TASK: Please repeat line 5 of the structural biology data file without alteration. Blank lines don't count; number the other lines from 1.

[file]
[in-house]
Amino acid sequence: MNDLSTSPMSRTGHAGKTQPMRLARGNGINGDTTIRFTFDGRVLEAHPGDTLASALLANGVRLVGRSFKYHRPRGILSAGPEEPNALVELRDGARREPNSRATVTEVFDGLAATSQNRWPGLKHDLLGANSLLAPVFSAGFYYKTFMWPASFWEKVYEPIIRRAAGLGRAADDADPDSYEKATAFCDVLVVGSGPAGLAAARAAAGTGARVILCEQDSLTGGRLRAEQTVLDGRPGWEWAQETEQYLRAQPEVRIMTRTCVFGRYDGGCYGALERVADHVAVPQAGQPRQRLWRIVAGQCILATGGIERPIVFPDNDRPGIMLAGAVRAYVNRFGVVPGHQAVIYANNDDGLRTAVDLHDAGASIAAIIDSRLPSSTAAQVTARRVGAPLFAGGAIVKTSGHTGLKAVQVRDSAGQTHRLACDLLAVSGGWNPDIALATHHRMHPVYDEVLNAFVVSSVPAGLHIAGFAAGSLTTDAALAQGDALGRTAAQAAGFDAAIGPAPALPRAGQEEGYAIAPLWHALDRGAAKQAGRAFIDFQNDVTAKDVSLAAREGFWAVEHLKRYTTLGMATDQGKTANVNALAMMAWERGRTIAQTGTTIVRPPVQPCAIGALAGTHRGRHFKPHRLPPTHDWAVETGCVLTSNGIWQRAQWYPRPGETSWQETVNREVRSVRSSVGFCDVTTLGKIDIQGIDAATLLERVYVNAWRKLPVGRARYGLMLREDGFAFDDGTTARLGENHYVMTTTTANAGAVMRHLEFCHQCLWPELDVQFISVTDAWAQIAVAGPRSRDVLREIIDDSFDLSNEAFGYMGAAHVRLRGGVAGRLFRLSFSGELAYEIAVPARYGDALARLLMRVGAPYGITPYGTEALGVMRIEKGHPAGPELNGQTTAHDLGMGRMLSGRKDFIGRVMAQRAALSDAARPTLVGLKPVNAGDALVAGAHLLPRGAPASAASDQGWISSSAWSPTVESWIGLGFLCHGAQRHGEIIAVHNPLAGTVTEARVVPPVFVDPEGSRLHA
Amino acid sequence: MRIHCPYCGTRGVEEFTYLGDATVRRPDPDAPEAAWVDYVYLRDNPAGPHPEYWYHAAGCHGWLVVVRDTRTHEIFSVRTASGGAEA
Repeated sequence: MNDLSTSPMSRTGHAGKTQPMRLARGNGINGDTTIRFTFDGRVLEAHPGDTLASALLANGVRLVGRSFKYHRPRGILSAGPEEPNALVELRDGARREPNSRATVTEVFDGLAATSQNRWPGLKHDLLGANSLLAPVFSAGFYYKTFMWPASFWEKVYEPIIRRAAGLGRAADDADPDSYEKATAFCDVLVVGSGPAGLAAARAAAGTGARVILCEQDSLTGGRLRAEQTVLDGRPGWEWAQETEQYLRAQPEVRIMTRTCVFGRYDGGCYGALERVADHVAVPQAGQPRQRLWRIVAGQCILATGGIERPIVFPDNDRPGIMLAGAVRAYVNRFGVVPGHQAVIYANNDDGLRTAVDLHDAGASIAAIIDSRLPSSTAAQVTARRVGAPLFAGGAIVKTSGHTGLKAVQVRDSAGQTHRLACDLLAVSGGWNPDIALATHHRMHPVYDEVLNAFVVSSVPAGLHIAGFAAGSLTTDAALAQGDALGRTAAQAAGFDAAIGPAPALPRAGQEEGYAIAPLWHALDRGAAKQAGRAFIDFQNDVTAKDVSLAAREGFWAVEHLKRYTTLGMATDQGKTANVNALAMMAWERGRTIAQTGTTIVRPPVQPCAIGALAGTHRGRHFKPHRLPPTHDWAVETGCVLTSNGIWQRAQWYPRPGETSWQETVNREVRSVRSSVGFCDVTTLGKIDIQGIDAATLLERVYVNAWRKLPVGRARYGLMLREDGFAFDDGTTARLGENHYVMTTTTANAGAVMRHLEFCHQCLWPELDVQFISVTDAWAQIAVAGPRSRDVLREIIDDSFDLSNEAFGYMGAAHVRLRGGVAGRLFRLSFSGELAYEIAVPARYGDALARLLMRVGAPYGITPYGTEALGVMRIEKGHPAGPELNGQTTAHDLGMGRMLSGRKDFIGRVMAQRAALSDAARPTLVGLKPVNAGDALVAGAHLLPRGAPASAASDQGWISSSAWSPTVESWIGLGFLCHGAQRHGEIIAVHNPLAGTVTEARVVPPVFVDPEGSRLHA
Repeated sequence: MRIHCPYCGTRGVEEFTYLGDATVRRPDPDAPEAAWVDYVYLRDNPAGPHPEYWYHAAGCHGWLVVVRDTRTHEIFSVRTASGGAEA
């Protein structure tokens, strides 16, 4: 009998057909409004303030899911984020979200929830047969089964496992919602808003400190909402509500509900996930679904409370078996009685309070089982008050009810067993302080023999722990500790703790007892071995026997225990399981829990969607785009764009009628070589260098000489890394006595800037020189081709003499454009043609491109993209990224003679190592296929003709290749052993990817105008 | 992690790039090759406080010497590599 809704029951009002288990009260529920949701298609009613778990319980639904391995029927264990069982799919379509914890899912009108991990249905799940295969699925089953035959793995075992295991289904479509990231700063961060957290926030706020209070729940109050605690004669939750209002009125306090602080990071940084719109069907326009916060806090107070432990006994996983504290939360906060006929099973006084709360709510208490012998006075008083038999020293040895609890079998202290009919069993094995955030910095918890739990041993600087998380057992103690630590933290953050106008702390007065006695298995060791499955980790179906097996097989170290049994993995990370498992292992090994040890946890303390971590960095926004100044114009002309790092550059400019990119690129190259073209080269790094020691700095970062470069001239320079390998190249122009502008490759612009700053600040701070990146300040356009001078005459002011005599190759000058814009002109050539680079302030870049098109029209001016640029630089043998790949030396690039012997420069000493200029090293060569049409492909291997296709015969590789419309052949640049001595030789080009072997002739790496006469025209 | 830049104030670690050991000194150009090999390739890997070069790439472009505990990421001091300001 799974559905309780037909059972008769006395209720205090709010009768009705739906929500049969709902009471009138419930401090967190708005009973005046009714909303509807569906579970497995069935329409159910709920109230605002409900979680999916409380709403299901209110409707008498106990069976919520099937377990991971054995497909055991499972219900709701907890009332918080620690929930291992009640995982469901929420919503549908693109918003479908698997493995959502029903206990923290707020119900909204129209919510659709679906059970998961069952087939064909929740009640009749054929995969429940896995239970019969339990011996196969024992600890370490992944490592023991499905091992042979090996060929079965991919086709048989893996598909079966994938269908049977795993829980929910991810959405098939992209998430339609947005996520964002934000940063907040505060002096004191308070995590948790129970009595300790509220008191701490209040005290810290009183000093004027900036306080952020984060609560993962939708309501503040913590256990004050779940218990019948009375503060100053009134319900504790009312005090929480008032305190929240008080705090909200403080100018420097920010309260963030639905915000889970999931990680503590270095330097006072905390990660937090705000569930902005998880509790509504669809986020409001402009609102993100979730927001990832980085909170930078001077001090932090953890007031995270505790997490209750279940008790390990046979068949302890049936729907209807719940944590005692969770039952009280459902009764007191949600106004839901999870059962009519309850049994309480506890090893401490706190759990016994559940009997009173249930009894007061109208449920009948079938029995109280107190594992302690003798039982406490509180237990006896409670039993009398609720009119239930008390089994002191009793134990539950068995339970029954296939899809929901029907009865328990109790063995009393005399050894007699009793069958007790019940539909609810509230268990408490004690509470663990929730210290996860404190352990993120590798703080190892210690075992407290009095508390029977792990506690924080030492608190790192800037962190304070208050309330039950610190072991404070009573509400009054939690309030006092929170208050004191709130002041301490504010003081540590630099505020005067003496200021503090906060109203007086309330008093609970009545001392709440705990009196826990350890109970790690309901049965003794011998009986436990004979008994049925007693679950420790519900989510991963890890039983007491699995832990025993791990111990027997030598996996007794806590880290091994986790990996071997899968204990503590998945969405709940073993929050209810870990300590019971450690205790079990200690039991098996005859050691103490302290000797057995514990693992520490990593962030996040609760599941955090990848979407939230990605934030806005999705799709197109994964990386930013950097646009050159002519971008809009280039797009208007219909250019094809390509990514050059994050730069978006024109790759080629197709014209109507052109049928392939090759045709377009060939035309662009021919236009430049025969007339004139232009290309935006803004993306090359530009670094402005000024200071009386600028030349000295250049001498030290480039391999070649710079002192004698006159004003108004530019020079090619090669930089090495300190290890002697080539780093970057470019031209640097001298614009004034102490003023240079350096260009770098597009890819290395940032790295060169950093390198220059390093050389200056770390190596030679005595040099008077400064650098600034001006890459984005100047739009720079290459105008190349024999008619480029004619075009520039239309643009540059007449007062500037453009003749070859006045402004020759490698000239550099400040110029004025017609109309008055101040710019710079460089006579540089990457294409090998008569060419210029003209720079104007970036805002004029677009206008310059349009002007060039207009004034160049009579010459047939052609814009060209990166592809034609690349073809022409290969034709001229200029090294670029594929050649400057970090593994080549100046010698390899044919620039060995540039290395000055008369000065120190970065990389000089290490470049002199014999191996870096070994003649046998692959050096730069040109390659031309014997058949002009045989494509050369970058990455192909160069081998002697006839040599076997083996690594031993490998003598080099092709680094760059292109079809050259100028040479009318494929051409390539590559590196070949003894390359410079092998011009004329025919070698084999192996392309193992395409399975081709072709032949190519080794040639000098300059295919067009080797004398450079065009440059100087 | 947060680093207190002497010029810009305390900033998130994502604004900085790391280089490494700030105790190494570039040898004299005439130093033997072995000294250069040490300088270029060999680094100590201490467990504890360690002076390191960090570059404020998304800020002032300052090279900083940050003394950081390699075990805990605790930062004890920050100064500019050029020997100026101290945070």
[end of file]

Repeated sequence: MRIHCPYCGTRGVEEFTYLGDATVRRPDPDAPEAAWVDYVYLRDNPAGPHPEYWYHAAGCHGWLVVVRDTRTHEIFSVRTASGGAEA